Seattle revels in horror movies this weekend, with really old classics like The Old Dark House and Halloween and recent films that infused the genre with fresh, unwholesome blood, like The Witch. Not into horror? Check out new releases like The Florida Project, and don't forget the film festivals. Follow the links below for complete showtimes and trailers for all of their picks, or, if you're looking for even more options, check out our complete movie times listings or our film events calendar.
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1. Atomic Blonde
Atomic Blonde isn’t subtle. On about the 89th shot of Charlize Theron walking coolly down a Berlin street wearing sunglasses to an 1980s new wave hit, I wondered if it wasn’t a little excessive. Yes, of course—it’s absolutely excessive. But also: great! Excess is great! Sunglasses and Charlize Theron and 1980s jams are all great. Theron plays a British spy (OR IS SHE?) trying to out-spy some other spies (OR ARE THEY?) who murdered this one other spy (HRRMMM??) and there’s also a mega-list of spies to track down (SPY SPY SPY!). Look, no one can explain the plot of a spy movie without sounding dumb or crazy or both, and the hallmark of a good one is giving up and saying, “Whatever, it’s fun!” (This is what I am doing here.) ELINOR JONES
2. The Big Sick
This film comes with a few red flags attached (rom-com set in the world of stand-up, etc.), but haters be damned. The true story of Kumail Nanjiani (Silicon Valley, Portlandia) and his real-life wife Emily Gordon’s tumultuous courtship is hilarious, warm, and genuinely affecting—a best-case scenario in every department. The cross-cultural differences at the center of the story are written and played with empathy and truth, and the performances (especially from Nanjiani, Zoe Kazan, Holly Hunter, and Adeel Akhtar) are deep, surprising, and bursting with multidimensional humanity. SEAN NELSON
AMC Seattle 10
Allow writer and director Kogonada to take you on a bizarrely fascinating, visually stunning, and subtly sensual tour of Columbus, Indiana’s modernist architecture. Besides churches by Eero and Eliel Saarinen, libraries by I.M. Pei, and Will Miller’s enviable living room interior by Alexander Girard, the film centers on intersecting stories of familial responsibility. Jin (played with authority by John Cho) is a middle-aged man who should care that his father is dying in a hospital, but he doesn’t. Casey (played by Haley Lu Richardson, who turns in a phenomenally good, sophisticated performance) is a recent high-school grad who needs to cut the cord, but that’s complicated. The two shouldn’t like each other in any sort of romantic way, but that’s also complicated. Kogonada includes all the troubles Indianans face—meth problems, having to work two manual-labor jobs to pay rent, racial tension—but he smartly builds it into the characters’ motivations and backstory. Elisha Christian’s cinematography and Kogonada’s story reveal the deep relationship between architecture and people that many might miss. RICH SMITH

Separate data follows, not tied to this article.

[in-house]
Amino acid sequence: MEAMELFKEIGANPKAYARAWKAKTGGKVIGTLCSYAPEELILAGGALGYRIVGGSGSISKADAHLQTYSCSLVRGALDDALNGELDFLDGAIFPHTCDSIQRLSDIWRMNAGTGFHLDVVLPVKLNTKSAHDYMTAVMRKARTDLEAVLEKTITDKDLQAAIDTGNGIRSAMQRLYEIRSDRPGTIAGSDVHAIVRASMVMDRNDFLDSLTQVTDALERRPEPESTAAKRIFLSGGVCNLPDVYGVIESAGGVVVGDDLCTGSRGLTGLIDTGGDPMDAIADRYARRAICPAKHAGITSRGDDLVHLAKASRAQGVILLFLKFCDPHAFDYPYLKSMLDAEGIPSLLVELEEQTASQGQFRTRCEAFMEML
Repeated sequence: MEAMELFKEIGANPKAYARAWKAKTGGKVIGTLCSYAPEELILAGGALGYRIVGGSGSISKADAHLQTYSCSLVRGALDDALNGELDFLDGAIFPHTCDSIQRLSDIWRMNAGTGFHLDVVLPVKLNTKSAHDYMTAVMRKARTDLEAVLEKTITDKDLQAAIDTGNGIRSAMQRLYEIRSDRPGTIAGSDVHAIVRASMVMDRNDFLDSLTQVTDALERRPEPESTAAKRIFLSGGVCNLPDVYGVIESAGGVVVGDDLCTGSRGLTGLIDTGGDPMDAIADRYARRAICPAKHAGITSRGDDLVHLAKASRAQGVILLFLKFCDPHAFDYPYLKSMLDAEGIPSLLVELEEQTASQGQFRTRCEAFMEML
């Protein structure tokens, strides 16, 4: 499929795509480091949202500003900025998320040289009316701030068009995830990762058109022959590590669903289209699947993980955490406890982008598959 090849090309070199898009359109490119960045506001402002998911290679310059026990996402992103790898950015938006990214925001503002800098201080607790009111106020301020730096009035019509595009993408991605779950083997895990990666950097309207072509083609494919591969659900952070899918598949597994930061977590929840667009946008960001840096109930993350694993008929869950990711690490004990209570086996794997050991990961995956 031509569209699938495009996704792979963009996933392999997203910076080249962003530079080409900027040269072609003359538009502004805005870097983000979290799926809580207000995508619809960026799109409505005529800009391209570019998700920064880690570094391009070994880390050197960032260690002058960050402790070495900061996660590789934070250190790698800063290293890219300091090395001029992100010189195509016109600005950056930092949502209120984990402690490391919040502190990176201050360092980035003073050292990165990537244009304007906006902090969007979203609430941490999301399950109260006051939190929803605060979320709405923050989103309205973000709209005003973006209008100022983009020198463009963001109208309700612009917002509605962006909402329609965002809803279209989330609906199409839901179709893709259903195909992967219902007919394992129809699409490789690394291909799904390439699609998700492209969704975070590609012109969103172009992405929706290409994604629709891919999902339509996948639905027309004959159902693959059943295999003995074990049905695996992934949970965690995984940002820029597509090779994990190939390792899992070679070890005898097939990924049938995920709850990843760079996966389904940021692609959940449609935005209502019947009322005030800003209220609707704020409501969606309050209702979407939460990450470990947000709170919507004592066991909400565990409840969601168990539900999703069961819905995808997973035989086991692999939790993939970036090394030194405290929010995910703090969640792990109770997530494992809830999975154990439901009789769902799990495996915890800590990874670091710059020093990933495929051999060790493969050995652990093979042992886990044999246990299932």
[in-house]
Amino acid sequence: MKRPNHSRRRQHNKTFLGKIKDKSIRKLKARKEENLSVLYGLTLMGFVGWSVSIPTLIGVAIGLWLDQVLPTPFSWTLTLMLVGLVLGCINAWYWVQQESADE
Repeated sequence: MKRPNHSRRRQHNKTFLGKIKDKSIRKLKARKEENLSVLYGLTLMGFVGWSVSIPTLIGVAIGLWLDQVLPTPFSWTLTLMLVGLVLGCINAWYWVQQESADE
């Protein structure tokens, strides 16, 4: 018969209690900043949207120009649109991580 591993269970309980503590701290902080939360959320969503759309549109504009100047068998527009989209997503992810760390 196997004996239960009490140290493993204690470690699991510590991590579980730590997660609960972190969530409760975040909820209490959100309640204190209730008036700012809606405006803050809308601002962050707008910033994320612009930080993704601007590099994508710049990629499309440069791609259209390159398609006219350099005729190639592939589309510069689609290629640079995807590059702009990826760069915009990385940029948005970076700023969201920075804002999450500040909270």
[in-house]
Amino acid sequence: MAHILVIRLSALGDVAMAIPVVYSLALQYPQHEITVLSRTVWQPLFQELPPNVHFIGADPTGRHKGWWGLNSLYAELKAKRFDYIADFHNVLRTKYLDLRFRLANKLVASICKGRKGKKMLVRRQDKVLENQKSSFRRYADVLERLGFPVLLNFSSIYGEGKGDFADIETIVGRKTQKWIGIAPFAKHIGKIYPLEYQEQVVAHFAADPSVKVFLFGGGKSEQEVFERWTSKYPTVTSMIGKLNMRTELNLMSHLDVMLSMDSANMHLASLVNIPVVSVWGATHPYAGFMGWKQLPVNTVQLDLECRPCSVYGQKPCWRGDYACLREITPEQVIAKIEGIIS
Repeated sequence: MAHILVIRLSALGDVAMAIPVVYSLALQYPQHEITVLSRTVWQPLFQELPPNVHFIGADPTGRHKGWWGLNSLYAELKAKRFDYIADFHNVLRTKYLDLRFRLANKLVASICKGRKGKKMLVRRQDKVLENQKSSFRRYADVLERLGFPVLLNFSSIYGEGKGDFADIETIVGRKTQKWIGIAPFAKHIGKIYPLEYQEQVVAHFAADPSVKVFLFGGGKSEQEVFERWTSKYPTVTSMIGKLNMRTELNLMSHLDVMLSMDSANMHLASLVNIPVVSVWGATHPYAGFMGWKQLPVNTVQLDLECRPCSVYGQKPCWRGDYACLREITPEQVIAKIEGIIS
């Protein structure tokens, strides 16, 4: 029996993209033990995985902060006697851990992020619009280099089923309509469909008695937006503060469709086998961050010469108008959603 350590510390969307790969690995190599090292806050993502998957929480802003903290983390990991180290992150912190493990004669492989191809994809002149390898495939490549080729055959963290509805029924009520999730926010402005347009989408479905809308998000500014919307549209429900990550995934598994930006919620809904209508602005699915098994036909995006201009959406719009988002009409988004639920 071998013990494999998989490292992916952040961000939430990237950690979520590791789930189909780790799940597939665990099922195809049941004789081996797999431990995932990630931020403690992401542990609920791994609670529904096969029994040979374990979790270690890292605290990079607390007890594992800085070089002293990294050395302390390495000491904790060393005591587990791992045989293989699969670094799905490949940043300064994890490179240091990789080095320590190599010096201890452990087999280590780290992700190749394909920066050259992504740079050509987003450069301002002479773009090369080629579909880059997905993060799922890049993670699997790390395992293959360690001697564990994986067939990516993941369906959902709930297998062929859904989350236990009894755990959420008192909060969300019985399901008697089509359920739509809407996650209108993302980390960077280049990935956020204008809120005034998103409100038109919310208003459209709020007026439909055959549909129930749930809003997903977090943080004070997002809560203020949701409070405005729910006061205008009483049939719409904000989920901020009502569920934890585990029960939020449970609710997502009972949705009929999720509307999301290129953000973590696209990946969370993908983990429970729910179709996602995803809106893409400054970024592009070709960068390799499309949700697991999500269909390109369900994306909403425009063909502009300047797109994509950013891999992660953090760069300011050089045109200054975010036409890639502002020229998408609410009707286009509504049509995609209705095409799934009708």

The winner of SIFF's Golden Space Needle Audience Award for Best Documentary, Peter Bratt's Dolores follows the life of civil-rights icon Dolores Huerta, the "most vocal activist no one has ever heard of." SIFF explains further: "She was eventually pushed to defend her rights as a woman when she was subsequently forced to leave the union she helped establish. Juggling her responsibilities as a mother of 11, she was a key leader in the 1965 Delano Grape Strike, which compelled 17 million Americans to boycott grapes to bring attention to the plight of farm workers." Not just well loved by audience members, the film has also received wide critical acclaim, including from Roger Ebert: "Huerta is such a commanding figure, and the array of historical footage marshalled on behalf of her story is so impressive, that the film makes a strong impression."
SIFF Cinema Uptown
5. Modern Horror: Get Out
Jordan Peele’s Get Out was filmed in the final year of Barack Obama’s presidency and arrived just in time for Donald Trump, America’s first white president, according to Ta-Nehisi Coates. The film’s timing could not have been better. It hit the screens at the right time and with the right message about racism in the United States. The handsome, upper-middle-class white family at the beginning of the film represents the Obama years; the monstrous and murderous white family at the film’s end represents the next three and half years of Trump. But do not imagine that there is a break between the former and the latter. Trump did not come out of nowhere. He was with us during and before the Obama years. Get Out is the first great race-based horror film in the history of American cinema. CHARLES MUDEDE